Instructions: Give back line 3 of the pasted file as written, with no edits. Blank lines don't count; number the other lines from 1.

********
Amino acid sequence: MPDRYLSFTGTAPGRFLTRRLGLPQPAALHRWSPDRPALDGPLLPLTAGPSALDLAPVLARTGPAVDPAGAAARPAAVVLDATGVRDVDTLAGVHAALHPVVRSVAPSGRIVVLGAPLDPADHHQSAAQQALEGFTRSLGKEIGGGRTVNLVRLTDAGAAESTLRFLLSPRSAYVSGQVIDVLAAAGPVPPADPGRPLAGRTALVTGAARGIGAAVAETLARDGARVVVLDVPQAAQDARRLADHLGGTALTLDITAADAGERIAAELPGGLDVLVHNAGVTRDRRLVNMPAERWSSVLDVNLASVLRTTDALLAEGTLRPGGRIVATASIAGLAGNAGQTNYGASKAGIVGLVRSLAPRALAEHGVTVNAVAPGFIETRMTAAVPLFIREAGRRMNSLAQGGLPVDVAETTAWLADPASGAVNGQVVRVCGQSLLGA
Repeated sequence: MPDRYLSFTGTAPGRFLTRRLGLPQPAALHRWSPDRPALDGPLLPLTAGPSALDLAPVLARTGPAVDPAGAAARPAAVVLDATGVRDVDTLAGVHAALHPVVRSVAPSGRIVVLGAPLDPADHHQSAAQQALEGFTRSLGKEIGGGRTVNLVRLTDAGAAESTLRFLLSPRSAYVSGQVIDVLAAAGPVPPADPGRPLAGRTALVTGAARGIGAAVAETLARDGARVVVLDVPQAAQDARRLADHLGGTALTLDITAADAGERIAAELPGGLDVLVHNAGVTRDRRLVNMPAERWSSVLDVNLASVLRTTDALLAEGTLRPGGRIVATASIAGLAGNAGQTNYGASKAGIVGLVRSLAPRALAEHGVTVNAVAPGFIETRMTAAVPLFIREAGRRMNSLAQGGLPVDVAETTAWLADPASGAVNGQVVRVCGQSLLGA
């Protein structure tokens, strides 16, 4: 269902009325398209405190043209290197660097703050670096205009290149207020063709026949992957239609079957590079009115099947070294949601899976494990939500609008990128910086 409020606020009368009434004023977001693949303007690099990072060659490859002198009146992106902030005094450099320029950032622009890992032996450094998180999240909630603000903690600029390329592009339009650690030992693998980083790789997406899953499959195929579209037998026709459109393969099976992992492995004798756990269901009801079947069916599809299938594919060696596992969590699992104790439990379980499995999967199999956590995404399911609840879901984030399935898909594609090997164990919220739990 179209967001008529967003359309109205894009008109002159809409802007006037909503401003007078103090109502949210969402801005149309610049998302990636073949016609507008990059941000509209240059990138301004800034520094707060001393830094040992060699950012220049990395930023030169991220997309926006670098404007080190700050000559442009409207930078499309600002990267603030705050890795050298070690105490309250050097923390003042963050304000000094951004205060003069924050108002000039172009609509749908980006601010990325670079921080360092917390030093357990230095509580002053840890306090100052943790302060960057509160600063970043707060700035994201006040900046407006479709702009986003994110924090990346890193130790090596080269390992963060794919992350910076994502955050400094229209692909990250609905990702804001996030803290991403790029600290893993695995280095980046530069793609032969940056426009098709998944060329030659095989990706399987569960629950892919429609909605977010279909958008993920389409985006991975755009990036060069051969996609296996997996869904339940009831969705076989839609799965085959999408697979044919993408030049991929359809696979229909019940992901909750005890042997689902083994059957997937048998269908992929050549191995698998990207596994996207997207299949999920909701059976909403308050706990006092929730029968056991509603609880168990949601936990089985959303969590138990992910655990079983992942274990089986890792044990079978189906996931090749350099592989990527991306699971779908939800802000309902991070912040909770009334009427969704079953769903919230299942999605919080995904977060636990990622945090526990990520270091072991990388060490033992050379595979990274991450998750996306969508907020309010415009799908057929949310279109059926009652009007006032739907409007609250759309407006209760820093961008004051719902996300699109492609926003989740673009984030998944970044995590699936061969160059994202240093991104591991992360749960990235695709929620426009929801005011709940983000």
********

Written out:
């Protein structure tokens, strides 16, 4: 269902009325398209405190043209290197660097703050670096205009290149207020063709026949992957239609079957590079009115099947070294949601899976494990939500609008990128910086 409020606020009368009434004023977001693949303007690099990072060659490859002198009146992106902030005094450099320029950032622009890992032996450094998180999240909630603000903690600029390329592009339009650690030992693998980083790789997406899953499959195929579209037998026709459109393969099976992992492995004798756990269901009801079947069916599809299938594919060696596992969590699992104790439990379980499995999967199999956590995404399911609840879901984030399935898909594609090997164990919220739990 179209967001008529967003359309109205894009008109002159809409802007006037909503401003007078103090109502949210969402801005149309610049998302990636073949016609507008990059941000509209240059990138301004800034520094707060001393830094040992060699950012220049990395930023030169991220997309926006670098404007080190700050000559442009409207930078499309600002990267603030705050890795050298070690105490309250050097923390003042963050304000000094951004205060003069924050108002000039172009609509749908980006601010990325670079921080360092917390030093357990230095509580002053840890306090100052943790302060960057509160600063970043707060700035994201006040900046407006479709702009986003994110924090990346890193130790090596080269390992963060794919992350910076994502955050400094229209692909990250609905990702804001996030803290991403790029600290893993695995280095980046530069793609032969940056426009098709998944060329030659095989990706399987569960629950892919429609909605977010279909958008993920389409985006991975755009990036060069051969996609296996997996869904339940009831969705076989839609799965085959999408697979044919993408030049991929359809696979229909019940992901909750005890042997689902083994059957997937048998269908992929050549191995698998990207596994996207997207299949999920909701059976909403308050706990006092929730029968056991509603609880168990949601936990089985959303969590138990992910655990079983992942274990089986890792044990079978189906996931090749350099592989990527991306699971779908939800802000309902991070912040909770009334009427969704079953769903919230299942999605919080995904977060636990990622945090526990990520270091072991990388060490033992050379595979990274991450998750996306969508907020309010415009799908057929949310279109059926009652009007006032739907409007609250759309407006209760820093961008004051719902996300699109492609926003989740673009984030998944970044995590699936061969160059994202240093991104591991992360749960990235695709929620426009929801005011709940983000």